Fly Delta Mobile App Ducks Suit by California


     (CN) — California has no case against Delta for claims that the airline collected consumers’ personal information through its mobile app without a privacy policy in place, a state appeals court ruled.
     California sued Delta Air Lines in San Francisco four years ago, alleging its Fly Delta app has collected millions of customers’ locations, photos, phone numbers, email addresses, credit and debit card numbers and expiration dates, gender and passport details.
     Plus, the app had no privacy policy, which has been required by the California Online Privacy Protection Act, or OPPA, since 2004, according to the complaint.
     Attorney General Kamala Harris said the state sent Delta a letter more than 30 days before filing the complaint, notifying it of its privacy violations.
     But Delta allegedly never followed through on its reported promise to provide the requested information.
     The state sought $2,500 for each violation of the unfair competition law proved at trial, and an injunction, attorney’s fees and costs.
     Delta filed a demurrer, arguing that the Airline Deregulation Act of 1978 expressly preempted the lawsuit.
     The superior court agreed, dismissing the complaint with prejudice.
     The state appealed, but California’s First District Appeals Court affirmed the lower court’s ruling Wednesday.
     “If each state were to require Delta to comply with its own version of the OPPA, it would force Delta to design different mobile applications to meet the requirements of each state,” Judge Martin Jenkins wrote for the three-judge panel. “And, indeed, enforcement of the OPPA’s privacy policy requirements might well make it impossible for an airline to use a mobile application as a marketing mechanism at all.”
     The appeals court also rejected the attorney general’s claim that the OPPA would have a peripheral effect, at best, on ticket prices, routes, or airline services.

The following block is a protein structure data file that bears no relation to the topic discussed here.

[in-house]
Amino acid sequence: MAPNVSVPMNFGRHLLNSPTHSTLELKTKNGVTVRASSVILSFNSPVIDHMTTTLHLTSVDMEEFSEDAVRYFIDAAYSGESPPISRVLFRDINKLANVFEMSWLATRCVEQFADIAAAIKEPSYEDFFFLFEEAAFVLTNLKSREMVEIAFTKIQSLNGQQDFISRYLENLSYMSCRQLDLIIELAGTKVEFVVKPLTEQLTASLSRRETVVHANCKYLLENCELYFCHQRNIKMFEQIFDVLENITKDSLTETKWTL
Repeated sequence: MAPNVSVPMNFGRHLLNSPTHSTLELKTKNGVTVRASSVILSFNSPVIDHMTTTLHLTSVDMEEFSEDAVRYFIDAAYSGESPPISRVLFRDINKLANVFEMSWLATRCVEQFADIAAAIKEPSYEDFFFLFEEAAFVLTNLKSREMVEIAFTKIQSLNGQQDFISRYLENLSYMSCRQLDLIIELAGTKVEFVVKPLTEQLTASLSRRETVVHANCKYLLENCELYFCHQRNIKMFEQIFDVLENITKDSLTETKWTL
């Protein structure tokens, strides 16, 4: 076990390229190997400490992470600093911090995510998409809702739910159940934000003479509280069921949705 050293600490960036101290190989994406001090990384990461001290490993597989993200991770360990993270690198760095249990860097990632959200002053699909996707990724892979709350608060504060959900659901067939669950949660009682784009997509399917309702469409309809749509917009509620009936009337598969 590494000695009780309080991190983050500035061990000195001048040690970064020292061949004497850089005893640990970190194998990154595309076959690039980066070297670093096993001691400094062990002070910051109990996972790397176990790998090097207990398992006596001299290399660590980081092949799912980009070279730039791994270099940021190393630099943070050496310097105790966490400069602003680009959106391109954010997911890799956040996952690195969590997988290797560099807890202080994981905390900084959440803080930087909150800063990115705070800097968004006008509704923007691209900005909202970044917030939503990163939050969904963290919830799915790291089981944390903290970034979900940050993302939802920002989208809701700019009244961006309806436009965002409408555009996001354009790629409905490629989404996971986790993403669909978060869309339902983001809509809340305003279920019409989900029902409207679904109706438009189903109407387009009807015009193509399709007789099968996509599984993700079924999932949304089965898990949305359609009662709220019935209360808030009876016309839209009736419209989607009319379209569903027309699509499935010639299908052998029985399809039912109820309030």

“Because the OPPA would require Delta to meet state standards regarding privacy policy requirements in place of the market forces currently dictating Delta’s selection and design of its Fly Delta mobile application, the effect of the OPPA would not be ‘tenuous, remote or peripheral,'” Jenkins wrote. “Nor are we persuaded by the attorney general’s assertion that the cost to Delta to comply with the OPPA would be minimal because within a day of the state filing its complaint Delta was able to post a privacy policy for the Fly Delta mobile application.”
     The 1978 law expressly preempts the state’s lawsuit, according to the ruling.
     “To compel Delta to comply with the OPPA would effectively interfere with the airline’s ‘selection and design’ of its mobile application, a marketing mechanism ‘appropriate to the furnishing of air transportation service,’ for which state enforcement has been held to be expressly preempted by the [Airline Deregulation Act],” Jenkins wrote.
     The court awarded Delta costs on appeal, and refused to let the attorney general amend the complaint.
     “As explained by the high court, ‘the [Airline Deregulation Act’s] purpose … leave[s] largely to the airlines themselves, and not at all to states, the selection and design of marketing mechanisms appropriate to the furnishing of air transportation services,'” Jenkins wrote, quoting the U.S. Supreme Court’s 1995 decision in American Airlines Inc. v. Wolens. (Emphasis in original).
      Attorney General’s Office spokeswoman Rachele Huennekens said the state is reviewing the decision.
     “The court didn’t find Delta was in compliance with CalOPPA, only that federal law preempts a state’s ability to hold an airline accountable for allegedly violating California law,” Huennekens wrote. “Attorney General Kamala Harris is committed to continuing to protect Californians’ rights to privacy online.”
     Delta’s Latham & Watkins attorneys David Schindler in Los Angeles, and Jennifer Archie and Drew Wisniewski in Washington, D.C., as well as amicus curiae Robert Span with Steinbrecher & Span in Los Angeles, did not return requests for comment Thursday.

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